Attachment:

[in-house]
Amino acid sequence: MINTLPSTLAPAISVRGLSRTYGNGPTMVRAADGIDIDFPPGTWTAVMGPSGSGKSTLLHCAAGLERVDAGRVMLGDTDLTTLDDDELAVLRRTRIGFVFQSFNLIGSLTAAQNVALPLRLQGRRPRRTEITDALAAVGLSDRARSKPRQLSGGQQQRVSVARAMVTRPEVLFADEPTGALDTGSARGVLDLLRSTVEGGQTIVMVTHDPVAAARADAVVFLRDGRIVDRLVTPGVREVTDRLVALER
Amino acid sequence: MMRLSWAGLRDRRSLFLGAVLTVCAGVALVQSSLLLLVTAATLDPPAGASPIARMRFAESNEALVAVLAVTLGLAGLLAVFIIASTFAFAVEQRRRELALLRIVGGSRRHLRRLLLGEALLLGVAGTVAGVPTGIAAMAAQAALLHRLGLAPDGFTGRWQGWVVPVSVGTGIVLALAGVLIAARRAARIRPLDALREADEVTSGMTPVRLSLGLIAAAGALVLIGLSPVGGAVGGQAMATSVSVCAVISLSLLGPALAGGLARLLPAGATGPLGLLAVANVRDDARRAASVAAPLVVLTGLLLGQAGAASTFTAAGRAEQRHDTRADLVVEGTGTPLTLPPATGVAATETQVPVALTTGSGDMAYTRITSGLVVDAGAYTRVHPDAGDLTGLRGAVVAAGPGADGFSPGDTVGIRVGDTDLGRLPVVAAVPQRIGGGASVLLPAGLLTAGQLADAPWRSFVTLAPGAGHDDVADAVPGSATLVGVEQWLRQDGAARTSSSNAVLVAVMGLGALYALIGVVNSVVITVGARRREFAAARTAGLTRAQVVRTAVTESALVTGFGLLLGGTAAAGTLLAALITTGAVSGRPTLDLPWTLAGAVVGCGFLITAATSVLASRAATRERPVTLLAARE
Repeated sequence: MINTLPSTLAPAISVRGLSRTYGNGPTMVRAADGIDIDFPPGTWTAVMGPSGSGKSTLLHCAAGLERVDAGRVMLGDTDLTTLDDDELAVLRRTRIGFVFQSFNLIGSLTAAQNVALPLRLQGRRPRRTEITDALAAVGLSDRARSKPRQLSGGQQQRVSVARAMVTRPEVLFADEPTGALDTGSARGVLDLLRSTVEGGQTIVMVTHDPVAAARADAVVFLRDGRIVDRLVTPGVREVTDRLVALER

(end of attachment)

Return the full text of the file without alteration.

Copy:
[in-house]
Amino acid sequence: MINTLPSTLAPAISVRGLSRTYGNGPTMVRAADGIDIDFPPGTWTAVMGPSGSGKSTLLHCAAGLERVDAGRVMLGDTDLTTLDDDELAVLRRTRIGFVFQSFNLIGSLTAAQNVALPLRLQGRRPRRTEITDALAAVGLSDRARSKPRQLSGGQQQRVSVARAMVTRPEVLFADEPTGALDTGSARGVLDLLRSTVEGGQTIVMVTHDPVAAARADAVVFLRDGRIVDRLVTPGVREVTDRLVALER
Amino acid sequence: MMRLSWAGLRDRRSLFLGAVLTVCAGVALVQSSLLLLVTAATLDPPAGASPIARMRFAESNEALVAVLAVTLGLAGLLAVFIIASTFAFAVEQRRRELALLRIVGGSRRHLRRLLLGEALLLGVAGTVAGVPTGIAAMAAQAALLHRLGLAPDGFTGRWQGWVVPVSVGTGIVLALAGVLIAARRAARIRPLDALREADEVTSGMTPVRLSLGLIAAAGALVLIGLSPVGGAVGGQAMATSVSVCAVISLSLLGPALAGGLARLLPAGATGPLGLLAVANVRDDARRAASVAAPLVVLTGLLLGQAGAASTFTAAGRAEQRHDTRADLVVEGTGTPLTLPPATGVAATETQVPVALTTGSGDMAYTRITSGLVVDAGAYTRVHPDAGDLTGLRGAVVAAGPGADGFSPGDTVGIRVGDTDLGRLPVVAAVPQRIGGGASVLLPAGLLTAGQLADAPWRSFVTLAPGAGHDDVADAVPGSATLVGVEQWLRQDGAARTSSSNAVLVAVMGLGALYALIGVVNSVVITVGARRREFAAARTAGLTRAQVVRTAVTESALVTGFGLLLGGTAAAGTLLAALITTGAVSGRPTLDLPWTLAGAVVGCGFLITAATSVLASRAATRERPVTLLAARE
Repeated sequence: MINTLPSTLAPAISVRGLSRTYGNGPTMVRAADGIDIDFPPGTWTAVMGPSGSGKSTLLHCAAGLERVDAGRVMLGDTDLTTLDDDELAVLRRTRIGFVFQSFNLIGSLTAAQNVALPLRLQGRRPRRTEITDALAAVGLSDRARSKPRQLSGGQQQRVSVARAMVTRPEVLFADEPTGALDTGSARGVLDLLRSTVEGGQTIVMVTHDPVAAARADAVVFLRDGRIVDRLVTPGVREVTDRLVALER